"Greater love hath no man than this, that a man lay down his life for his friends." -- John 15:13
Patrolman James A. Mynderse End of Watch, March 31, 1900 Shield # 21
Died: March 31, 1900
In the late 1800s, the train traffic that flowed through Schenectady crossed State Street exactly where it does today -- between Broadway and Erie Boulevard, then the Erie Canal. On March 31, 1900, Patrolman Mynderse was stationed at a walking post near the crossing. An Albany woman shopping in the downtown area was walking across the multi-track street level train crossing when two trains approached from opposite directions. The woman stopped in the middle of the tracks, paralyzed with fear. Ptl. Mynderse ran from his post, pushing the woman to safety just before a train would have struck her. Ptl Mynderse narrowly avoided being struck by the train himself; however, he stepped backwards too far into the second set of tracks, and directly into the path of the other oncoming train.
William Campbell, the Chief of Police, was quoted as saying of Ptl. Mynderse, "Fearless in the performance of his duties, he never thought of danger." Shocked and horrified by the tragic death of Ptl. Mynderse, the citizens, newspapers and Common Council demanded that the railroad elevate its train tracks in the city. Ptl. Mynderse was posthumously honored with the naming of a new city street after him. Mynderse Street was located off State Street in a new section of the city that was expanding eastward from downtown.''
Captain Albert L. Youmans End of Watch, November 28,1924 Shield # 21
Died: November 28, 1924
Patrolman Frank A. Quinlivan End of Watch, September 15,1925 Shield # 86
Died: September 15, 1925
On the morning of September 15, 1925, Patrolman Quinlivan was investigating the sighting of four gunmen who has committed an armed robbery of the Marwell House nightclub in South Schenectady. The investigation led him to the Colonie Inn on Albany Road where the officer interrupted the bandits as they were dividing their loot at a back table. The four had been on a robbery spree, hitting nightclubs and hijacking liquor shipments. Ptl. Quinlivan was mortally wounded by one of the four bandits who fired at him from a gun concealed under the table. The dying officer was able to shoot and kill the robber. The dead man was a well-known gangster and gunman who was the prime suspect in the murder of Captain Youmans and the fatal wounding of Ptl. Flynn, as well as a suspect in the murder of Sergeant Thomas P. Oates of the Troy, NY, Police Department.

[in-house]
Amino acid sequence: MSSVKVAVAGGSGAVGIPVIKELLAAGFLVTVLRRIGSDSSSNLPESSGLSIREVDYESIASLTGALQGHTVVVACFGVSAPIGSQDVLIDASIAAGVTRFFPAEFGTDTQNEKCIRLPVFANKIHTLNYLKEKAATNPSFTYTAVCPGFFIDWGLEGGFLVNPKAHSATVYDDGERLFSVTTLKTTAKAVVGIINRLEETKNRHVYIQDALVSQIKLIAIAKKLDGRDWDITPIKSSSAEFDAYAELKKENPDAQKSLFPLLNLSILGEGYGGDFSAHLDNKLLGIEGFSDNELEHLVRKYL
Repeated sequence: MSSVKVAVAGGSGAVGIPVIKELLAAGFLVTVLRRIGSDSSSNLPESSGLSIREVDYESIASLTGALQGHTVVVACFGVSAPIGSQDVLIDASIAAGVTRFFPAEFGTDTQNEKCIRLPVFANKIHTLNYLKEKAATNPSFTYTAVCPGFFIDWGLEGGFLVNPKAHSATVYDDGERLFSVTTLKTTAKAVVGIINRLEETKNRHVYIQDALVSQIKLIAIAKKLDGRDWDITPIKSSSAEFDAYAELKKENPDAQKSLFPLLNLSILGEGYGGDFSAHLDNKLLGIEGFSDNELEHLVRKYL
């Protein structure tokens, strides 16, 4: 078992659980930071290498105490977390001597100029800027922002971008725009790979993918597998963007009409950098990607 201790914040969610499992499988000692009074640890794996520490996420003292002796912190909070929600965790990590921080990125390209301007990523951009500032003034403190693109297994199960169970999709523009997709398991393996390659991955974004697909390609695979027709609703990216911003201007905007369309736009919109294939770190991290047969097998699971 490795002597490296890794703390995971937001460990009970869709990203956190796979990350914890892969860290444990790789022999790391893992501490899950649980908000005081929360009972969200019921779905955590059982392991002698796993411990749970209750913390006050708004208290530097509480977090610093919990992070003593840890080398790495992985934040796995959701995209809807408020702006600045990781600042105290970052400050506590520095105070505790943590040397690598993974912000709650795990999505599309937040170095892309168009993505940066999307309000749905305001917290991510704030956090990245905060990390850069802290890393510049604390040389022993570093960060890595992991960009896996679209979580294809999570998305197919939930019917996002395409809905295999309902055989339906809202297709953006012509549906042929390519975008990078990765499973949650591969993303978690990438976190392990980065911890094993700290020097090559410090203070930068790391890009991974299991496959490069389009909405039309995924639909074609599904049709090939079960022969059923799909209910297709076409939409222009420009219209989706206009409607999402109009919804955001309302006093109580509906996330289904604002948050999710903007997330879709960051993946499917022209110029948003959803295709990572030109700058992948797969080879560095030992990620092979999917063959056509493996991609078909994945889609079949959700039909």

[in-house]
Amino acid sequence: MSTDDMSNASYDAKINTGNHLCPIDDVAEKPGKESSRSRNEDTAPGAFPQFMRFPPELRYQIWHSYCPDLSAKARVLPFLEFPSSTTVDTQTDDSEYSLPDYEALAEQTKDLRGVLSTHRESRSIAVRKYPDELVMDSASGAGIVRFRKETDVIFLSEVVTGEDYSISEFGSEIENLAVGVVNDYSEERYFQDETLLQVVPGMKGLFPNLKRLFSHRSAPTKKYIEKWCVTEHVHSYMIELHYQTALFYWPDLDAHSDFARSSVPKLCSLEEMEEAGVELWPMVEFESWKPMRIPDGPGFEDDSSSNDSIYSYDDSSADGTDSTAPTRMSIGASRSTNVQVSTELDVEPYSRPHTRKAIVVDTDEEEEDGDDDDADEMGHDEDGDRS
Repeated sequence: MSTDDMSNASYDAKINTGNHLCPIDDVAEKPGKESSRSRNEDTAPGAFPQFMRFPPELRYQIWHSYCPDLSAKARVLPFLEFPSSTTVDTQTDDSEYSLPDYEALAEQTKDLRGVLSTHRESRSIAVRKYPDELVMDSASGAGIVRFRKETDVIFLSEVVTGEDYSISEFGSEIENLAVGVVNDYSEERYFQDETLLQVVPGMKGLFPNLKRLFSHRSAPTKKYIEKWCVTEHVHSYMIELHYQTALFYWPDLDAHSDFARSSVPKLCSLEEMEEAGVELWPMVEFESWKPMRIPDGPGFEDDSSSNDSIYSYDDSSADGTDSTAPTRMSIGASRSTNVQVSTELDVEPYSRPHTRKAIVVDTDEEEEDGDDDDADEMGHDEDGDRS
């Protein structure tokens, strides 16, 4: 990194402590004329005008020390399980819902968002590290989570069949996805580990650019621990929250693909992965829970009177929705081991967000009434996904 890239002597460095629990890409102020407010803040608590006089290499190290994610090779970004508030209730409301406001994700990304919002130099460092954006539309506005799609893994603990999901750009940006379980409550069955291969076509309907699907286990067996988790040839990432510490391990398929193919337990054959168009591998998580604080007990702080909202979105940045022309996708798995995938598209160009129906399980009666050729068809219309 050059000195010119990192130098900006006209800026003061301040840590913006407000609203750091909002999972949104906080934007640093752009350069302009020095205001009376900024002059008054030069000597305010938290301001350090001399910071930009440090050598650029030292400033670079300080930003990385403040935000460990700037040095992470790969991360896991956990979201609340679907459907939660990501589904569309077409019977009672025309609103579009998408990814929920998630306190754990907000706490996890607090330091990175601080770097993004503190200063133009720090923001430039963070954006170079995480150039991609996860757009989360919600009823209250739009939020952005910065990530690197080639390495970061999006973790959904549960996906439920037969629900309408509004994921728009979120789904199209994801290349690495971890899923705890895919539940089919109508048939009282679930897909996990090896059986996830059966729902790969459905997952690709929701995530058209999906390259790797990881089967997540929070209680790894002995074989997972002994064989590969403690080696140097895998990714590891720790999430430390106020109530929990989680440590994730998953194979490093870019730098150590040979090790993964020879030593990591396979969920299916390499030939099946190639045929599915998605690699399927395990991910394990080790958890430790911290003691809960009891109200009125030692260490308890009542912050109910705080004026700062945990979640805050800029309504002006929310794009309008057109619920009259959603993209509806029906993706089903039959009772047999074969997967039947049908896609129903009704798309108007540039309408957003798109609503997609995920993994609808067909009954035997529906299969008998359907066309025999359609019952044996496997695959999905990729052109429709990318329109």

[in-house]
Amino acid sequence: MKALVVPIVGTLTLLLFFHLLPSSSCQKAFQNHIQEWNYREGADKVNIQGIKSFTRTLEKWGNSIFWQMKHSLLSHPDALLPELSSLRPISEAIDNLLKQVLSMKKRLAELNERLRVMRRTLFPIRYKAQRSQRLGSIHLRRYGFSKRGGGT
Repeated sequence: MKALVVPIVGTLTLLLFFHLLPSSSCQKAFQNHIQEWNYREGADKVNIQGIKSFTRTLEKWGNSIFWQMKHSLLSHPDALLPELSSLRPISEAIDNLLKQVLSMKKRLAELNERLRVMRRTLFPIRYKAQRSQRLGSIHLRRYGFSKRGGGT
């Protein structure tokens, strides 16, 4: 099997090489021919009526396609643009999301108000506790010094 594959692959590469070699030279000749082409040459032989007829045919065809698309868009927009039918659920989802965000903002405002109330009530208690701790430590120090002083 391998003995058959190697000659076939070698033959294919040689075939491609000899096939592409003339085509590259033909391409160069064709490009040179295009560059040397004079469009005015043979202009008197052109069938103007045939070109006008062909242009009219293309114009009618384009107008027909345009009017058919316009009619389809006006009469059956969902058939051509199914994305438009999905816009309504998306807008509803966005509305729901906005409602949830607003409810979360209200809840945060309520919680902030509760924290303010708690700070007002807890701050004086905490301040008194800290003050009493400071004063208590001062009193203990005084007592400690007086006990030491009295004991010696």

Patrolman John R. Flynn End of Watch, August 28,1934 Shield # 71
Died: August 28, 1934
On the evening of November 28, 1924, the day after Thanksgiving, an assassin shot both Captain Youmans and Patrolman John Flynn as they were walking on Edison Avenue near the elevated railroad bridge. The 12-gauge shotgun blast fatally wounded Capt. Youmans and injured Ptl. Flynn. Despite his injuries, Ptl. Flynn carried the Captain back to the 2nd Precinct at the intersection of Broadway and Edison Avenue where he summoned help. For the next ten years Ptl. Flynn worked for the department; however the wounds he received that day continued to plague him until he finally succumbed to complications in 1934. The "Roaring Twenties" were in full swing, and, like many other urban areas in the country, Schenectady had problems with prohibition. Capt. Youmans was known as a champion in the fight against speakeasies, gambling houses and other vice prevalent in that era.
Patrolman John C. Sherman End of Watch, August 22, 1941 Shield #118
Died: August 22, 1941
While responding to a call of a house fire, the tires of Patrolman Shermans's car were caught between the trolley car rails on State Street, causing it to flip over. Ptl. Sherman died as a result of his injuries.
Patrolman William J. Hickey End of Watch, July 17, 1949 Shield #78
Died: June 17, 1949
Patrolman Hickey was a motorcycle officer assigned to downtown Schenectady. On June 17, 1949, Ptl. Hickey was on routine patrol crossing the intersection of Union and Barrett Streets. A visitor to Schenectady did not notice the red traffic light, hitting the motorcycle and dragging Ptl. Hickey into the curb and up onto the sidewalk. Only 24 years old, Ptl. Hickey had been described as one of the most promising young officers in the department.
Lieutenant John J. Cummings End of Watch, May 18, 1953
Appointed: April 10, 1925
Died: May 18, 1953
At approximately 3:00 a.m. on May 18, 1953, a young soldier home on leave from the Army stole a car from a dealership on Nott Terrace. The theft had been detected, and the stolen vehicle was spotted and pursued. Lieutenant Cummings was riding in a vehicle driven by Patrolman Cliff Wood, Sr., when he was stricken with a heart attack. Lt. Cummings was immediately brought to the nearest medical facility -- St. Clares Hospital Emergency Room, which had not yet officially opened to the public. Doctors there worked on the Lieutenant, was pronounced dead at 5:30 a.m., shortly after arriving at the hospital.
Patrolman Eric K. Verteramo End of Watch, April 11, 2004 Shield # 91
Died: April 11, 2004
During the early evening hours of April 11, 2004, Officer Verteramo responded from Bellvue to a motorcycle - pedestrian accident at State and Furman Streets. While northbound on Broadway, about 500 feet north of Lower Broadway, Officer Verteramo failed to negotiate a curve and struck a utility pole across from 824 Broadway. Schenectady Police and Fire Communications received several calls about the crash, and dispatched police and rescue personnel to the scene. Officer Veteramo was extricated from the vehicle by Schenectady Fire Department personnel and rushed to Ellis Hospital with head and upper-body trauma. A short time later, Officer Verteramo was airlifted by Med Flight to Albany Medical Center for further treatment. Later that evening, Officer Verteramo died from his injuries.